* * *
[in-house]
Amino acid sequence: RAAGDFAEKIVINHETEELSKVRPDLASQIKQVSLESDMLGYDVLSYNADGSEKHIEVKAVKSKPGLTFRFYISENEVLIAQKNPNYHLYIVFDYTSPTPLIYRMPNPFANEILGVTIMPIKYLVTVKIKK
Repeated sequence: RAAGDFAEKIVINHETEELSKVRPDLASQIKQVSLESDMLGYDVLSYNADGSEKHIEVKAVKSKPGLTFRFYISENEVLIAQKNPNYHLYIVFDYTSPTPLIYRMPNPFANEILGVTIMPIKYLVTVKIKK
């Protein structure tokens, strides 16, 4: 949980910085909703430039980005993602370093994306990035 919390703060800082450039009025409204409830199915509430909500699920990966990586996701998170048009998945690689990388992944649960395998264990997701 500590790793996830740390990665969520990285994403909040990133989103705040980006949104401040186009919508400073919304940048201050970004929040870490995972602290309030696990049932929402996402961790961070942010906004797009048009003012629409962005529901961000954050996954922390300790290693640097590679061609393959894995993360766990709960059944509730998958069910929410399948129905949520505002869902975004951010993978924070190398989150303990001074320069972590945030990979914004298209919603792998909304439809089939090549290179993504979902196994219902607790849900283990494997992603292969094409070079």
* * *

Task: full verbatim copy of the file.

[in-house]
Amino acid sequence: RAAGDFAEKIVINHETEELSKVRPDLASQIKQVSLESDMLGYDVLSYNADGSEKHIEVKAVKSKPGLTFRFYISENEVLIAQKNPNYHLYIVFDYTSPTPLIYRMPNPFANEILGVTIMPIKYLVTVKIKK
Repeated sequence: RAAGDFAEKIVINHETEELSKVRPDLASQIKQVSLESDMLGYDVLSYNADGSEKHIEVKAVKSKPGLTFRFYISENEVLIAQKNPNYHLYIVFDYTSPTPLIYRMPNPFANEILGVTIMPIKYLVTVKIKK
């Protein structure tokens, strides 16, 4: 949980910085909703430039980005993602370093994306990035 919390703060800082450039009025409204409830199915509430909500699920990966990586996701998170048009998945690689990388992944649960395998264990997701 500590790793996830740390990665969520990285994403909040990133989103705040980006949104401040186009919508400073919304940048201050970004929040870490995972602290309030696990049932929402996402961790961070942010906004797009048009003012629409962005529901961000954050996954922390300790290693640097590679061609393959894995993360766990709960059944509730998958069910929410399948129905949520505002869902975004951010993978924070190398989150303990001074320069972590945030990979914004298209919603792998909304439809089939090549290179993504979902196994219902607790849900283990494997992603292969094409070079």